With confidence, bordering on audacity, Knox knits together plot and language to produce a truly extraordinary, literary technicolour dreamcoat.
Publisher: Allen and Unwin
RRP $32.99, Paperback, 345pp
Malcolm Knox is the author of Summerland, A Private Man and Jamaica, which was shortlisted for the Prime Minister’s Award and won the Colin Roderick Award. He is also a Walkley Award-winning journalist and author of many non-fiction titles
THOUGHTS ON ‘The Wonder Lover’:
John Wonder is the most bland of men, living the most extraordinary of lives. He is an authenticator – a seeker of truth who travels the globe to verify world records. His professional life is concerned chiefly with fact, but his personal life is based on fiction.
In three cities of the world, he has three separate families – three wives and three sets of children – none of whom are aware of the others existence. John is ‘The Wonder Lover’ – a kind of domestic super-hero, charging from one city to the next in fulfillment of his familial duties.
Of course, the life in triplicate cannot last. When St Bernard of Clairvaux declared ‘The path to hell is paved with good intentions,’ he may as well have been talking about John Wonder.
This is a cautionary tale. The marketing refers to The Wonder Lover as being in the style of a fable, and indeed there are elements that support this view. Knox’s lexical and syntactical wizardry casts a spell over the reader which is not lifed until the final word of the final page.
A deliberate vagueness on dates and locations lifts the story out of the muck of reality and onto a higher plane that exists somewhere between heaven and earth.
Yes, this is a bed-time story for adults. But it is more than that. This work is a parable – a tale of biblical profundity, written for humanity to understand an essential moral truth.
John Wonder’s yearning for love and beauty can only be understood in the context of his parents’ bitter lovelessness and violently antagonistic relationship.
Their names? Adam and Evelynn – the original sinners – the ones who forever condemned humanity to a never-ending cycle of searching, and failing to find true wisdom. Or, as in John’s case – true love and beauty.
‘Love had happened to him (the passive, his voice of choice) three times, with such overwhelming force that all three tumbles had resulted in him promising to devote his life to the beautiful one (to the exclusion of all others, but we’ll come to that). He was father to six children, three boys and three girls, and he loved us all. Clearly, love and beauty drove John Wonder as powerfully as anyone else. And knowing this-having apprehended it through the counter-experience of the sexual wonders of the world-drove him mad, as crazed with frustration as the astrophysicist who took his life after discovering the boundaries of the universe but not what was on the other side. The resistance provided by the unmeasurable threatened to invalidate, to trivialise, everything our father had done. He grew as obsessed with the gap between beauty and measurement as his colleague had grown with the gap between lip and lip. What exactly was the universal formula of physical beauty? How could he measure and bottle, the love that could not be resisted? This need to entrap beauty had crept up on him slowly, but, like any illicit desire, ineluctably; in part it was what made him fall in love those three times, or if it was not that, it was, after the fact, the story he told himself to set up a frame of order and meaning around what he had done.’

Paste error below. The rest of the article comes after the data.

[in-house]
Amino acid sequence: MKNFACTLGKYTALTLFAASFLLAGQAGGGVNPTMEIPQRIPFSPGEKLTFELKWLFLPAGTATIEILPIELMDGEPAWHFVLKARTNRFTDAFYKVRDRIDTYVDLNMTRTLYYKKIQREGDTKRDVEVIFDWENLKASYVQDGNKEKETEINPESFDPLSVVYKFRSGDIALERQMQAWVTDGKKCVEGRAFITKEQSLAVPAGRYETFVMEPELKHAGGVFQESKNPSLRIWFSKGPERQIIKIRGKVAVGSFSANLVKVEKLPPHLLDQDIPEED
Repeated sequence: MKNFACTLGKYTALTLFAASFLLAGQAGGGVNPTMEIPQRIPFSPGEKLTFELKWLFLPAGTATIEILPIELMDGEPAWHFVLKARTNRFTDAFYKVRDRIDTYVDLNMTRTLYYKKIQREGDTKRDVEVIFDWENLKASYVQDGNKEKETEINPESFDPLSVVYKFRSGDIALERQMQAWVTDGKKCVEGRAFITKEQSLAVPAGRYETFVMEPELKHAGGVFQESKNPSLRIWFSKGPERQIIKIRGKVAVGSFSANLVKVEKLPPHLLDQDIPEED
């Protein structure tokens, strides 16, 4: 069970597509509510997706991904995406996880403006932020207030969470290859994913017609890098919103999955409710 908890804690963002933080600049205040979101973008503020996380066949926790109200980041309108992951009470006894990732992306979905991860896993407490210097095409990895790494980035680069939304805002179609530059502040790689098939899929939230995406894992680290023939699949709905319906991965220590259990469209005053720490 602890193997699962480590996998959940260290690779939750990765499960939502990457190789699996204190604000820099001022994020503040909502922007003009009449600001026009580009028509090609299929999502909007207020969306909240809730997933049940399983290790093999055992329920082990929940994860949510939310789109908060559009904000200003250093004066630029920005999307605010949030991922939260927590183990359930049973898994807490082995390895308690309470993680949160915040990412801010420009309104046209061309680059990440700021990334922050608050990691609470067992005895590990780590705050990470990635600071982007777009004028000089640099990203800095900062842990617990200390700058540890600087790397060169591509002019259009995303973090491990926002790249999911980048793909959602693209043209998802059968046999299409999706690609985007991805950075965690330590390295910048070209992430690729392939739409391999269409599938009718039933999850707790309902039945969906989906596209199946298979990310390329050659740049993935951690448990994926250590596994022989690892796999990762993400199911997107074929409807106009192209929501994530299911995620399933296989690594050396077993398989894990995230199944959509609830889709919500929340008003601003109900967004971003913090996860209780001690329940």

To his great misfortune, John does find the most beautiful woman in the world, and her name is Cicada – a loud, shrill and beautiful creature. She is a temptress. The devil herself. John Wonder can do little, but fall in love with her.
But who are the real victims in this tale of woe? It is his six children, three boys and three girls. All three boys are named ‘Adam’. All three girls are named ‘Evie’. According to John, the children are so named for ease of use, to prevent him from calling a child by the wrong name.
It is another delusion. His children are Adam and Eve – that is, they represent all children, all humanity, the generations to come – it is through their eyes that we hear John’s story.
The Wonder Lover is narrated by a single voice, but it is the voice of all six of John’s children.
These children are all-seeing, all-knowing, and all-forgiving. Godly.
‘.. to us he was our father, the only one we had, and he was all we knew about fathers. He was all fathers, and as far as we knew we were the only children he had, and we were, we are, two of us in triplicate. We are all his children, all six of us, and we never had reason to beg for his kindness or his mercy or his reassurance because he gave without being asked. You could never find a more generous father. And we know that by saying this, we will stand condemned.’
Condemned. There is that word again. It is not just John’s life left in ruins. What is it the bible says about subsequent generations paying for the sins of the father?
I hope these biblical references do not dissuade readers from picking up The Wonder Lover. This is not a religious, or preaching book, but it is certainly concerned with morality, and draws upon themes that have concerned humankind for thousands of years.
The Wonder Lover is awe-inspiring. I left this book sensing that I had just witnessed an author at the top of their game.
It is almost a sleight of hand, that Knox achieves what he does with such ease. We see the finished product, but not the factory that made it. This novel is a technicolour dreamcoat, where plot and language are weaved together so beautifully, that the seams are never exposed.
*My ARC copy provided courtesy of The Reading Room.